This article first appeared in the summer 2013 edition of RECOVERY and is reproduced with permission from R3 and GTI Media
View from the bridge: the JIEB examination
Peter Windatt and Alan Katz give an insight into what it takes to pass the JIEB.
Passing the JIEB examination is a very significant event in the career of anyone who, since the late 1980s, has wished to become a licensed insolvency practitioner. Many congratulations to those who have passed. This is not an easy examination, typically taken by candidates in their 30s who do not have recent experience of taking examinations and who, at that stage in their life, may also have substantial work and family commitments. Passing is a real achievement.
The board's expectations of candidates to achieve a pass are set out in the notes to candidates and syllabus, which we will not repeat here. However, we would emphasise the overall standard – to assess whether candidates have sufficient knowledge of insolvency law and practice to enable them to carry out the functions of an insolvency practitioner with an emphasis on practical application as well as knowledge of insolvency law and other relevant law and regulations.
Clearing the hurdle
In determining the pass standard, we are mindful that examination conditions do not equate with normal work conditions where practitioners may consult with colleagues, take advice or take more time to research and resolve an issue. We are also aware that the marginal candidate may be just sufficient rather than good or excellent, so we do not exclude candidates who may make adequate rather than high flying IPs. That said, because a pass clears a hurdle en route to securing a licence, we also have the weighty responsibility of not allowing through those who do not have sufficient knowledge and, importantly, the ability to apply their knowledge to practical situations. Essentially, at the margin, we are trying to assess whether it will be safe to allow a candidate through. What this means for candidates and their firms, is that they should ensure that their practical experience and pre-examination training takes them well clear of marginal territory – in other words to aim high having gained some practical experience and had good tuition across the syllabus. Obviously it is much safer for candidates, and makes easier the process of deciding which side of the line you fall, if you are not right on the margin.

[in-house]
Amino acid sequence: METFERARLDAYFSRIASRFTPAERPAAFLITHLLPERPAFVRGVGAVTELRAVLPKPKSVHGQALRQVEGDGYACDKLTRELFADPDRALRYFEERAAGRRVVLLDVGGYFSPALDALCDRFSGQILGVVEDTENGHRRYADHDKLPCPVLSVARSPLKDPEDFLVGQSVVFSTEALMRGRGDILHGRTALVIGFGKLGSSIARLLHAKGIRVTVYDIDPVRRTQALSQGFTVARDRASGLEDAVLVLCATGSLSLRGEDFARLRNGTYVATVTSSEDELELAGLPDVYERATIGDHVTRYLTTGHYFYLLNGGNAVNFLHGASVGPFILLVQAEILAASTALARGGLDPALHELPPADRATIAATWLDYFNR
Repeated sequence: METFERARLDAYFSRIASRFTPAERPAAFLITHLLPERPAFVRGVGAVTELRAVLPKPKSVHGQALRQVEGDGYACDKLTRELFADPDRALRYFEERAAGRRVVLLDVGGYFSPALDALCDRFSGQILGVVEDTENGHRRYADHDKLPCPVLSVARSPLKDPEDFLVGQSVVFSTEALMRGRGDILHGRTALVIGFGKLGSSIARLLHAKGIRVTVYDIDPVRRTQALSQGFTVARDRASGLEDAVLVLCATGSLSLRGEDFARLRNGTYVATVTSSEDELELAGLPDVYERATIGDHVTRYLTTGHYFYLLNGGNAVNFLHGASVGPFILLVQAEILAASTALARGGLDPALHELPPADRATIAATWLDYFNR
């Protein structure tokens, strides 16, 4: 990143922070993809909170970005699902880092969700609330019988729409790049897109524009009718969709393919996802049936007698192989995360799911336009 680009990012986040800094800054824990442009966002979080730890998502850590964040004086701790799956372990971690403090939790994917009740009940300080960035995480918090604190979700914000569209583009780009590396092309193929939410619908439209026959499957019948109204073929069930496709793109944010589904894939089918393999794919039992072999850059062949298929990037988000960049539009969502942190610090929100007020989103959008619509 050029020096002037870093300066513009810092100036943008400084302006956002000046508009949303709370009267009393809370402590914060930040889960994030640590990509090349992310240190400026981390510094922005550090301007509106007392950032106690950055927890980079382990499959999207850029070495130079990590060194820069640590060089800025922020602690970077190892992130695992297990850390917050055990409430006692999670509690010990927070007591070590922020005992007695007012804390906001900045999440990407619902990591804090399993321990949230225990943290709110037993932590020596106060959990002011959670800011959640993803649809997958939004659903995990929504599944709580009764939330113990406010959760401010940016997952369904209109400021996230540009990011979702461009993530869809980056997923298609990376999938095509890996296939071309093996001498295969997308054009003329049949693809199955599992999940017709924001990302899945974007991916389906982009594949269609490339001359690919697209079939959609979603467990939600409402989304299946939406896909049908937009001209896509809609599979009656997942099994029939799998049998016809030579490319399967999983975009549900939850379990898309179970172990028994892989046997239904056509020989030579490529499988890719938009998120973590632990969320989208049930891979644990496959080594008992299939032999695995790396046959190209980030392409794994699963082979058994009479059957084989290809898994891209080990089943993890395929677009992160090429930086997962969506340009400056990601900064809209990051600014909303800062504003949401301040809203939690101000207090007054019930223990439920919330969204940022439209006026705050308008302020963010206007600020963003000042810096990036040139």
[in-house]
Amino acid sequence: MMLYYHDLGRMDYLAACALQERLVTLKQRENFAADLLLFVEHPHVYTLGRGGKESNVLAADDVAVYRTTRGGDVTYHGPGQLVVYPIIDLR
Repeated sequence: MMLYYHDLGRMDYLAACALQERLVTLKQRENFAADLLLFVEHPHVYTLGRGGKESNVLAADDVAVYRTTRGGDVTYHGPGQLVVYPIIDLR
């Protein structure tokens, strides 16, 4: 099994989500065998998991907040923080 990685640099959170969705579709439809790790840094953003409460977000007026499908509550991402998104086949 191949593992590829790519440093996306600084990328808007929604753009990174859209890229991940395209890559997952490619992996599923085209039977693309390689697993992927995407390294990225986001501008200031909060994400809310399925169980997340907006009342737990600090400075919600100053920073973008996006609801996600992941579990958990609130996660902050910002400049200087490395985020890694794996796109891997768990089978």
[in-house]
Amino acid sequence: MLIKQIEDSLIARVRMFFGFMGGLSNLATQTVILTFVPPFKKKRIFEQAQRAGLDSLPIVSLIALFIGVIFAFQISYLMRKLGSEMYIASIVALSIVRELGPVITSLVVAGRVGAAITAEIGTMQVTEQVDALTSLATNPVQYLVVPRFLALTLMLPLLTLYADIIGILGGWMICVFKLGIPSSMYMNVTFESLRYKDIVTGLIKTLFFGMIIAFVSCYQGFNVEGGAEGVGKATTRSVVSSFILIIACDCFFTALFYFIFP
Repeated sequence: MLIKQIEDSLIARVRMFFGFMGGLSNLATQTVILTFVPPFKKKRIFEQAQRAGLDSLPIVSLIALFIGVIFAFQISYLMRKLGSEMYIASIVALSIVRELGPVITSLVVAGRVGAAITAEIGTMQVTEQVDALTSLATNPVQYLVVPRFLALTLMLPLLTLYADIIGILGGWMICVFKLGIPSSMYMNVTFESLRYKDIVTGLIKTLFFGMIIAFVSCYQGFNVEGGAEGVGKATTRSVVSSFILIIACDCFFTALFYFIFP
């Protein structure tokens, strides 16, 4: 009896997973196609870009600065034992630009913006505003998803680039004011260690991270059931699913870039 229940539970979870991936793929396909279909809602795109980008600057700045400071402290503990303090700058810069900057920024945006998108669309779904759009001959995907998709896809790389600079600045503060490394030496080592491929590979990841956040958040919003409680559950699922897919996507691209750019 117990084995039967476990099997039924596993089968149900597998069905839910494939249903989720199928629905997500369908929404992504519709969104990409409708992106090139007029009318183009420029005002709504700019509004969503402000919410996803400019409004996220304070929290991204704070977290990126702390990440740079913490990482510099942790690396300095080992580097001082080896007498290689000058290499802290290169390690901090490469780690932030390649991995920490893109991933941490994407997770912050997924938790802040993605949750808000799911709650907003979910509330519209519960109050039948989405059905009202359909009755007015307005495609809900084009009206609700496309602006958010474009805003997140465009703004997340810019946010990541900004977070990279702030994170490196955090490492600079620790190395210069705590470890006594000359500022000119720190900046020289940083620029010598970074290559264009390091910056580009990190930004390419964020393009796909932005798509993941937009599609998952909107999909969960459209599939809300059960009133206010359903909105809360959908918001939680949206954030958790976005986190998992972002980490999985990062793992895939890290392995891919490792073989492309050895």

Although the published pass marks are scaled* to 45 per cent, the underlying or 'raw' pass marks can and do vary between years, as does the pass rate. There is no fixed pass mark because it is not possible to set examinations that will be pass-worthy at exactly the same mark each year. There is no fixed pass rate because the clear policy of the board is to grant a pass to as many or as few candidates as merit a pass in each year. Pass mark setting is therefore ultimately a matter of judgment based on extensive review and moderation (re-marking) of scripts around a range of provisional pass marks. That said, the examining team aim to set the papers and marking plans such that the pass mark will be in the 40 to 50 per cent range – in other words reasonably close to the scaled pass mark.